Christian Vallence of RBA has this nice article on the topic. Hope to get something from RBI econs as well on similar lines.
The Reserve Bank of Australia holds and manages the nation’s foreign exchange reserve assets in order to meet its policy objectives. While Australia’s foreign exchange reserves are relatively modest by international standards, they nonetheless constitute a sizeable portion of the Bank’s balance sheet, and variations in the Australian dollar value of these reserves are usually the most volatile component of the Bank’s profit and loss statement. This article discusses some of the key decisions faced by the Bank in holding and managing Australia’s foreign exchange reserves, including the appropriate size of reserve holdings, the way in which they are acquired, and risk management strategies. Each of these decisions involves a trade-off between policy capacity, and financial costs and risks to the Bank’s balance sheet.
How does RBA acquire Forex assets?
There are three methods through which a central bank can acquire reserves (either singularly or in combination): by borrowing foreign currency directly, for example, by issuing foreign currency securities (either in the name of the central bank or with the central government acting as an intermediary); borrowing foreign currency through the foreign exchange swap or cross-currency swap markets; or purchasing reserves outright, by selling the domestic currency in exchange for foreign currency. Borrowing foreign currency generates a hedged foreign exchange position, while outright holdings leave a central bank unhedged. The different methods have different implications for the capacity of the central bank to intervene and manage its balance sheet risk.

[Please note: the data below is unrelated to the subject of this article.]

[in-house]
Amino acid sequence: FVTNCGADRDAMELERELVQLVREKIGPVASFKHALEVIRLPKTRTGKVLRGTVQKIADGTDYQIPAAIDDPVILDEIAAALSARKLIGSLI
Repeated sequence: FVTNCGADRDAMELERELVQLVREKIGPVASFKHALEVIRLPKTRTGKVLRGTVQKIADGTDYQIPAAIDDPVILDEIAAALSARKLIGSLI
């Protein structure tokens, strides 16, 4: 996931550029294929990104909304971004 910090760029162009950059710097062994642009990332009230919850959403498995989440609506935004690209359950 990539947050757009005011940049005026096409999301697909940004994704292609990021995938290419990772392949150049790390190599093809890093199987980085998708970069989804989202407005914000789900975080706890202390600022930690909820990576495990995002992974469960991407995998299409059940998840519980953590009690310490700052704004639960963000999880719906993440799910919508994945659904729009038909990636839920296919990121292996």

RBI buys/sells via both the ways – purchasing reserves outright and through swap markets. In 2005-08, it was mostly buying forex reserves via outright purchase (extract data from RBI’s DBIE site. It is there in Monthly Bulletin data in Time Series Publications).
In 2011-12 and 212-13, as rupee was depreciating it first sold forex reserves in outright spot market. That led to tight liquidity. Then RBI shifted position in swap market and has been slowly unwinding the swap position. From $14.5 bn in Jul-12, the swap position has come to $13.5 bn.
Coming back to the note. Each of the three have their costs and benefits.
The Reserve Bank of Australia accrues (and replenishes) the majority of its reserves by selling Australian dollars over time, and by reinvesting the earnings on its foreign assets. This generates a net ‘long’ or unhedged position in foreign currency.
The Bank considers the insurance characteristics of unhedged holdings to be superior to those of borrowed reserves as unhedged reserves carry little or no refinancing risk, as many of the Bank’s liabilities – most notably banknotes – are effectively perpetual. Conversely, foreign currency liabilities that fund borrowed reserves must be rolled over or repaid when they mature. A central bank that has intervened with borrowed reserves has entered into a ‘short’ foreign currency position, and may find rolling over or repaying its liabilities more costly if the depreciation of the domestic currency persists beyond the central bank’s refinancing horizon. If a central bank instead holds unhedged reserves then it may be able to wait for the exchange rate to move higher before replenishing reserves that had previously been drawn down. A central bank that borrows to fund reserves may also need to maintain a higher level of (gross) reserves to guard against this refinancing risk.
Superb. Helps connect the dots.
The author talks about carrying cost of reserves, impact on B/S and so on.
Though for RBA, one can apply the same ideas to RBI as well..